3.8" Detailed Glossopteris Browniana Fossil Plant Leafs Permian Age Australia
Location: Dunedoo, New South Wales, Australia
Weight: 9.5 Ounces
Dimensions: 3.8 Inches Long, 2.9 Inches Wide, 0.7 Inches Thick (Plate)
The item pictured is the one you will receive.
This is a genuine fossil.
Glossopteris Browniana is the largest and best-known genus of the extinct Permian order of seed ferns known as Glossopteridales. The genus Glossopteris refers only to leaves, within a framework of form genera used in paleobotany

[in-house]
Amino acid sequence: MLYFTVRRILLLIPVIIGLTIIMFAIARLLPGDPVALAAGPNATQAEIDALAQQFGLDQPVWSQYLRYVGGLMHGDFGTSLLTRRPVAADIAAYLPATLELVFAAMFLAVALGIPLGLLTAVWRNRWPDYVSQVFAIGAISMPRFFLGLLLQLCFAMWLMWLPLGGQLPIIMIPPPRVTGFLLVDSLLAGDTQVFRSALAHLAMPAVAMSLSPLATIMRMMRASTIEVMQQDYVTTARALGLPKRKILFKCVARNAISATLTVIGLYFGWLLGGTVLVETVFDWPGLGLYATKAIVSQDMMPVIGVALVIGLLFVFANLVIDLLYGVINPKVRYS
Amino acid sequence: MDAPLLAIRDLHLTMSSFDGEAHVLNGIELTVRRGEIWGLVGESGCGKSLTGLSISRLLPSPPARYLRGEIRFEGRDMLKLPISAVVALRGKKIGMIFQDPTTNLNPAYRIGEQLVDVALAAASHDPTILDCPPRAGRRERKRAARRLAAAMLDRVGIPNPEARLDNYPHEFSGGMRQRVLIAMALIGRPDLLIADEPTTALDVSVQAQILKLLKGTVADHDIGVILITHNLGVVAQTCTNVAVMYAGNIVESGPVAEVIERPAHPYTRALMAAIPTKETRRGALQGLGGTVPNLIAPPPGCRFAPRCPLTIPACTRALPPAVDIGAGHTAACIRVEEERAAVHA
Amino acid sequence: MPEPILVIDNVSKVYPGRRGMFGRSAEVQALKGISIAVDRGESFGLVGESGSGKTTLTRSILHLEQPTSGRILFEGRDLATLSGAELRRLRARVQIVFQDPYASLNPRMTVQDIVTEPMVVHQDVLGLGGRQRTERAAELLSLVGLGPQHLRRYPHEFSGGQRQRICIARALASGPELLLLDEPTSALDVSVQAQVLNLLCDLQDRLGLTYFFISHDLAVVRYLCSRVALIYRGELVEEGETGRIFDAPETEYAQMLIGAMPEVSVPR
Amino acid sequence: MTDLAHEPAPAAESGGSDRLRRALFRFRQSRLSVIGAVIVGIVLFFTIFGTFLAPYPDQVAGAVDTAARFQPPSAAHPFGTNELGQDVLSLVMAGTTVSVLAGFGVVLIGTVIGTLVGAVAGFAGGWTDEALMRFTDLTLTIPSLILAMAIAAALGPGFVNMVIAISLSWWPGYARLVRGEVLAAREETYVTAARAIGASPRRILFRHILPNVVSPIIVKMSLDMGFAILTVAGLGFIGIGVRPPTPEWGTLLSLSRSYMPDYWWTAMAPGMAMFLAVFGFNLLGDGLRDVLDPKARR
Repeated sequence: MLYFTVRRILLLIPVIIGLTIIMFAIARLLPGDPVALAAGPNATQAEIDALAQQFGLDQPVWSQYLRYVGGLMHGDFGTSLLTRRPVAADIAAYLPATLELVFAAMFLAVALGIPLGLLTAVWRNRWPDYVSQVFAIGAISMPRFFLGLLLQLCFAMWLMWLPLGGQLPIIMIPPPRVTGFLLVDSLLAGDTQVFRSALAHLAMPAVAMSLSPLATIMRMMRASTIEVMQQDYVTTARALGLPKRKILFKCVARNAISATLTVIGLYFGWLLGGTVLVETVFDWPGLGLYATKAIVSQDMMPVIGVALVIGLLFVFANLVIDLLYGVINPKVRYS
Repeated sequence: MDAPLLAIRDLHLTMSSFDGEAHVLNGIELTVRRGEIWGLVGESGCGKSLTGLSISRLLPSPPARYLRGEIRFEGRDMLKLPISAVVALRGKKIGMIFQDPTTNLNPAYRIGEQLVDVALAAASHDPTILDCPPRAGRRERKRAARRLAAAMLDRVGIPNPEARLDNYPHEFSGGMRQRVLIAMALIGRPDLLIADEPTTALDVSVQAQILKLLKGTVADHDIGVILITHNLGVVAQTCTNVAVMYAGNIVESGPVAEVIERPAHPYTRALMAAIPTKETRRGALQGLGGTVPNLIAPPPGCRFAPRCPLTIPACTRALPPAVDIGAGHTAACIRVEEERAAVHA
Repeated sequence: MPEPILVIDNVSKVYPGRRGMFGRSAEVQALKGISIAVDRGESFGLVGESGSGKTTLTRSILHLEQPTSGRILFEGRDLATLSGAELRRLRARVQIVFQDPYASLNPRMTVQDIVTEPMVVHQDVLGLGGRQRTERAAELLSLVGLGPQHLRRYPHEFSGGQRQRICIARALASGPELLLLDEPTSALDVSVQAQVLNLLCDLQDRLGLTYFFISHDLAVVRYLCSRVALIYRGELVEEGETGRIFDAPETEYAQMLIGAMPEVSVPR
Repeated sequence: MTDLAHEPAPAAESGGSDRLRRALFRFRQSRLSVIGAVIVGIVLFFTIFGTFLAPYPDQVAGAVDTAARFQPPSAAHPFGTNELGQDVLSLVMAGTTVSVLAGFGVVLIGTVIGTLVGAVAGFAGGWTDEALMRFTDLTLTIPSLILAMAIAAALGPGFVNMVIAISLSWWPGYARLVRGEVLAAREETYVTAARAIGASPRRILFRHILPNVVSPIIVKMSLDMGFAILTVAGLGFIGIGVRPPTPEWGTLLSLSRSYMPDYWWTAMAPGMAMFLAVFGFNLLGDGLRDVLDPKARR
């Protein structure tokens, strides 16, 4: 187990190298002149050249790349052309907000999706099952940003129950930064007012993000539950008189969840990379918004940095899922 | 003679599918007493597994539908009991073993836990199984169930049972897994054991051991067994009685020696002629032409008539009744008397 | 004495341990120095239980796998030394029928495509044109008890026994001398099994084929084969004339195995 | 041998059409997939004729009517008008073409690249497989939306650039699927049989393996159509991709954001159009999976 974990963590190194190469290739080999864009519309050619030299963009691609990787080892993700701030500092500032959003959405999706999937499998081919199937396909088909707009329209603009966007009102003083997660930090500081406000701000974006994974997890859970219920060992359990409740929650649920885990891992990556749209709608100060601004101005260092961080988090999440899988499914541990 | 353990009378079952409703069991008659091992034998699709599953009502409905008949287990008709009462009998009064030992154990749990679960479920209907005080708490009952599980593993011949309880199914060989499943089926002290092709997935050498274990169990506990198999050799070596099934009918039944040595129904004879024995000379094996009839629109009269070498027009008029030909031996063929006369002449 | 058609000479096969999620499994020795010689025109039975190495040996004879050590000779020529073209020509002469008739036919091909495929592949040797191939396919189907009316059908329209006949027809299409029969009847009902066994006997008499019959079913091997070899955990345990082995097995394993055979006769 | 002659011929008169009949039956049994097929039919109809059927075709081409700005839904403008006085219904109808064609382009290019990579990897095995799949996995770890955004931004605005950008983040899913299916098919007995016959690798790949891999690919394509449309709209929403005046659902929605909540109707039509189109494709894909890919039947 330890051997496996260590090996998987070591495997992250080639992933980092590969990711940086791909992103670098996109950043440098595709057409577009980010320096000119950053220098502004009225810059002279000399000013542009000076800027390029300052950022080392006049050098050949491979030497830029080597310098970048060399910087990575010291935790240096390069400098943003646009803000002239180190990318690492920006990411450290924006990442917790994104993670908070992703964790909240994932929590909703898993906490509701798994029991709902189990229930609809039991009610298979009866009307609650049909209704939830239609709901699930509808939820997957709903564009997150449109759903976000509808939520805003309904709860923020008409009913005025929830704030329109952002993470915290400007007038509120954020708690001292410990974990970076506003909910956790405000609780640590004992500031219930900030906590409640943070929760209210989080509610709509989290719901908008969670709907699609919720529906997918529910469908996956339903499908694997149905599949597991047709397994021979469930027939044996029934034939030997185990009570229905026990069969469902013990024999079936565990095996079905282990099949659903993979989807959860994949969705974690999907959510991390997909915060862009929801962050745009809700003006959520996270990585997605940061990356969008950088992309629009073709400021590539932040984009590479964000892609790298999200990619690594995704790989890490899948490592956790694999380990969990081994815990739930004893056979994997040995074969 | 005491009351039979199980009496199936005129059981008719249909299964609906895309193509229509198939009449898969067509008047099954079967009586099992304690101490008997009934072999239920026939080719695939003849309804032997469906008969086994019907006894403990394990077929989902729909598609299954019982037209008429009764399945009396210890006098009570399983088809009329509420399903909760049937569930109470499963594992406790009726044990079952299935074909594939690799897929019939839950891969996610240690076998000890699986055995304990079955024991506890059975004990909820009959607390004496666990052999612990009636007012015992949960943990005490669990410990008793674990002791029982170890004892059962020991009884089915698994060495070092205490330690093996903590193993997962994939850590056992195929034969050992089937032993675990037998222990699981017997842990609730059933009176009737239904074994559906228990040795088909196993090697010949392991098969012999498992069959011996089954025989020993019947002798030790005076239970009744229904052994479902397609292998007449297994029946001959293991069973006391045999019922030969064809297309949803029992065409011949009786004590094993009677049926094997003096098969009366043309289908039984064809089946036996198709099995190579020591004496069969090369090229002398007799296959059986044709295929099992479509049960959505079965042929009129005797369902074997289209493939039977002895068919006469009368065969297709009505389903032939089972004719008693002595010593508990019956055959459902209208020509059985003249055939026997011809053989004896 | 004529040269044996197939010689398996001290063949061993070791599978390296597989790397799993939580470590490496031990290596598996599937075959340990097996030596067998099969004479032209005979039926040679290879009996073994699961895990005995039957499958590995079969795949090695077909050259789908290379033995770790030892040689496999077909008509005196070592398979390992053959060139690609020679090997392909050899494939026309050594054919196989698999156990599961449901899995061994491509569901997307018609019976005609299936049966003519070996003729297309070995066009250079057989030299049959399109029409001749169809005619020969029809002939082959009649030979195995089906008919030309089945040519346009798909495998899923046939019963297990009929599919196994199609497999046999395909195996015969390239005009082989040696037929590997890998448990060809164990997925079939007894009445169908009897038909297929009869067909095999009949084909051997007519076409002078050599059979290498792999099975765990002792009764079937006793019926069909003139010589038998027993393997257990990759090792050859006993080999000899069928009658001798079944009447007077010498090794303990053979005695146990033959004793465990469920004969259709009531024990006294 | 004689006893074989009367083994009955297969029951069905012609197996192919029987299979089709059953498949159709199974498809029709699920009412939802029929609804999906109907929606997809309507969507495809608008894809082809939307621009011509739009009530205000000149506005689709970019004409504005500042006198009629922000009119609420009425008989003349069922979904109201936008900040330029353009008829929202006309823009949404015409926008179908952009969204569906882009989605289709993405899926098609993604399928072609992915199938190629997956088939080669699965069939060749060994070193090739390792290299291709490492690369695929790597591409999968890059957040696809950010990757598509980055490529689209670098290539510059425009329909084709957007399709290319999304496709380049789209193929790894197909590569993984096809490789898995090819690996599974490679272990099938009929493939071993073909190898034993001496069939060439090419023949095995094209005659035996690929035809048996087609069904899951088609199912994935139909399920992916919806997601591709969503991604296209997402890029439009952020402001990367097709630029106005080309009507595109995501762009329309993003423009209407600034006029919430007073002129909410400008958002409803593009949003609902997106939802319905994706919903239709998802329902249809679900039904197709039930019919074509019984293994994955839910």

Glossopteris, a genus of fossilized woody plants known from rocks that have been dated to the Permian and Triassic periods (roughly 300 to 200 million years ago), deposited on the southern supercontinent of Gondwana. Glossopteris occurred in a variety of growth forms. Its most common fossil is that of a tongue-shaped leaf with a prominent midrib and reticulate venation. Glossopteris leaves are commonly found in thick mats, and thus some authorities speculate that the plants were deciduous. It is reproduced by seeds, and a tremendous variety of both ovule-bearing and pollen-bearing reproductive structures are borne on characteristic Glossopteris leaves. Before the last of this group finally succumbed to extinction at the end of the Triassic Period, Glossopteris became one of the major features of the flora of Gondwana. The distribution of this plant was among the first evidence of continental drift.